During a visit with my nephew Sean in Rome, he took me to the Roman Forum, treating me to a guided tour through his six-year-old eyes and basing our itinerary on where various groups of feral cats lived. This tour inspired me to create a project in which I asked individuals to take me on tours of their own cities based on locations significant to them.
The Tourist, conceived for The Museum of Modern Art in New York, asked randomly selected volunteers to take on the tour-guide roles. These guides took me to popular tourist attractions as well as to more private or idiosyncratic locations across New York City, each creating for me a city or borough as seen through their memories and emotions.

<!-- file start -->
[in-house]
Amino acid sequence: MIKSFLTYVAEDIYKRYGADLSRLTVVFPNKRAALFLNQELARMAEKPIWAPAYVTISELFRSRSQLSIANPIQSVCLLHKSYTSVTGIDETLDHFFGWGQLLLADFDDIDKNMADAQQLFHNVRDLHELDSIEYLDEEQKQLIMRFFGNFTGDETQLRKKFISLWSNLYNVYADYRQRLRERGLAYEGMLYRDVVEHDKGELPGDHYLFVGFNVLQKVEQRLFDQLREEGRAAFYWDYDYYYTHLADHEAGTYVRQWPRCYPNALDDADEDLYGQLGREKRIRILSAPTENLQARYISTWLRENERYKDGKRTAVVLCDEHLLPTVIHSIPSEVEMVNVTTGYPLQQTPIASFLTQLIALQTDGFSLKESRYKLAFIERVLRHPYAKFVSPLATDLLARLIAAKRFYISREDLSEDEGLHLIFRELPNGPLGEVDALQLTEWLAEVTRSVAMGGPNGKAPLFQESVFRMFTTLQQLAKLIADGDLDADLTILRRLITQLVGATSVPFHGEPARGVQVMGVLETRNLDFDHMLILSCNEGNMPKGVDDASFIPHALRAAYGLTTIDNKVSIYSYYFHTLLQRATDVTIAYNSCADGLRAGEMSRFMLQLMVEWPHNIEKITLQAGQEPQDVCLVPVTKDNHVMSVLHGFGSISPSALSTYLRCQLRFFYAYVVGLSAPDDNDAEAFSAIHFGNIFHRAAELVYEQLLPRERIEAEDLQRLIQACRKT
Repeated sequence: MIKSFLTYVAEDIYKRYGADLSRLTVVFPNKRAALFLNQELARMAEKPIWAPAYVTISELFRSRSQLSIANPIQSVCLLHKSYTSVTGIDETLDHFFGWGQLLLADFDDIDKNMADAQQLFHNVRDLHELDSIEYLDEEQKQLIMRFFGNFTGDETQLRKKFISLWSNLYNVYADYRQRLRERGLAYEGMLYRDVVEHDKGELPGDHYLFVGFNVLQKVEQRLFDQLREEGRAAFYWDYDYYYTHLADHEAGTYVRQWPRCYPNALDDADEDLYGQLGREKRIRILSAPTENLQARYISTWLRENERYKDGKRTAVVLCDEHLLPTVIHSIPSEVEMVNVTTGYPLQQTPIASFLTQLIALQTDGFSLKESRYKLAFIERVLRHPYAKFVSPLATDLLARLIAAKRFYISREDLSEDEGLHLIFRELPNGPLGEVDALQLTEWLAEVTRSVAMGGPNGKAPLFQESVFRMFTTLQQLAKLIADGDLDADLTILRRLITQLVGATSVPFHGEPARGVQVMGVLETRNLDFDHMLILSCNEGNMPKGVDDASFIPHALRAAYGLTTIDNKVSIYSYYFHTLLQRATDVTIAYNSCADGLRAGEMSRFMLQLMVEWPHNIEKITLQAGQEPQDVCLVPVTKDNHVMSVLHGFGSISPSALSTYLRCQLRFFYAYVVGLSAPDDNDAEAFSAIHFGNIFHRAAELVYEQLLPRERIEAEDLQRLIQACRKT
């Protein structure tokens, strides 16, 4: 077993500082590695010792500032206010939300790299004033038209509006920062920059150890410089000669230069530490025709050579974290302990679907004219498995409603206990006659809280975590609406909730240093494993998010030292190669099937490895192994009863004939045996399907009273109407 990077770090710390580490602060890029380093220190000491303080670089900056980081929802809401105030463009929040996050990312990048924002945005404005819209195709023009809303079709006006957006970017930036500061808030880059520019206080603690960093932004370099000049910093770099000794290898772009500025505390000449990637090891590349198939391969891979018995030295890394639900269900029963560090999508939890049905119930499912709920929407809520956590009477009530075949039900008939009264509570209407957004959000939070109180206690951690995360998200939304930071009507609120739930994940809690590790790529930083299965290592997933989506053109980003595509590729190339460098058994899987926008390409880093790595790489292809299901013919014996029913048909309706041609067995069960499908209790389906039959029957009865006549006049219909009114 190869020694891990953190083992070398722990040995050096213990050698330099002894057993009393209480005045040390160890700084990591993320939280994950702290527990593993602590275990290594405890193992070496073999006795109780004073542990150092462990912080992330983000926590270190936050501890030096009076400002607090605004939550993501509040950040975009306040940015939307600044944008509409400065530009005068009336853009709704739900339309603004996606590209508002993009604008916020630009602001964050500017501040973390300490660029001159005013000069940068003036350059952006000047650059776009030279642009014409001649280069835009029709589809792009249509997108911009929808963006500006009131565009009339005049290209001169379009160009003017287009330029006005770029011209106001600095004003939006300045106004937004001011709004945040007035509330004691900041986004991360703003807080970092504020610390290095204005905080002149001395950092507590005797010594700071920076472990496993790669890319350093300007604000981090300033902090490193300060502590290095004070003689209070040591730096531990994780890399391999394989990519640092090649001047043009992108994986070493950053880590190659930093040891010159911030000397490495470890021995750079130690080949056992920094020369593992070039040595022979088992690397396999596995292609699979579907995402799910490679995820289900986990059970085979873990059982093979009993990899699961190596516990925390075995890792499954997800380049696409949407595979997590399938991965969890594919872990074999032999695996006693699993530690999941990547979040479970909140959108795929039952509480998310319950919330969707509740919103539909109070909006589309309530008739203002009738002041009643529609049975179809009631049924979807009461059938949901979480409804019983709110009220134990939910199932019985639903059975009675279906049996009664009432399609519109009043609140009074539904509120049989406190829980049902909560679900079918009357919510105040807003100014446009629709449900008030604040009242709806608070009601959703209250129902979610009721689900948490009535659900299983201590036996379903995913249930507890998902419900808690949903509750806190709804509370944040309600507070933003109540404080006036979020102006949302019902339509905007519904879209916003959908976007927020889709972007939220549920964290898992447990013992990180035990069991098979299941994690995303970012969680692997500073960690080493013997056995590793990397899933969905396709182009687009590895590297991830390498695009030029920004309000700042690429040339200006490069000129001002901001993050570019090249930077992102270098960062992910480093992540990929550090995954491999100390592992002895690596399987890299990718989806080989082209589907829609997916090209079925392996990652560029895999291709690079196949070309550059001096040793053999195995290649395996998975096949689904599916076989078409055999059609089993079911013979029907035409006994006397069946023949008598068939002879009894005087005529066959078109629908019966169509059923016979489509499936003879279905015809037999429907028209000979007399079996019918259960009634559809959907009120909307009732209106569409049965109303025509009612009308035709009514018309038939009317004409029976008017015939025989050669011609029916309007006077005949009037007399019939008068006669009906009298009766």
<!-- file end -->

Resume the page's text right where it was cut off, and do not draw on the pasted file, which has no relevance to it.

Using the tourist trope is a fruitful way to explore issues of personal identity and cultural multi-centeredness, of memory and history, and raises a number of issues: What draws us to the places we select to show others? What is the dynamic between foreigners and locals? How does one define the roles of guest and host? When does the external tourist become an internal explorer? “How does here,” to borrow Lucy Lippard’s phrase, “look from there, and there from here?”
2003 The Museum of Modern Art, New York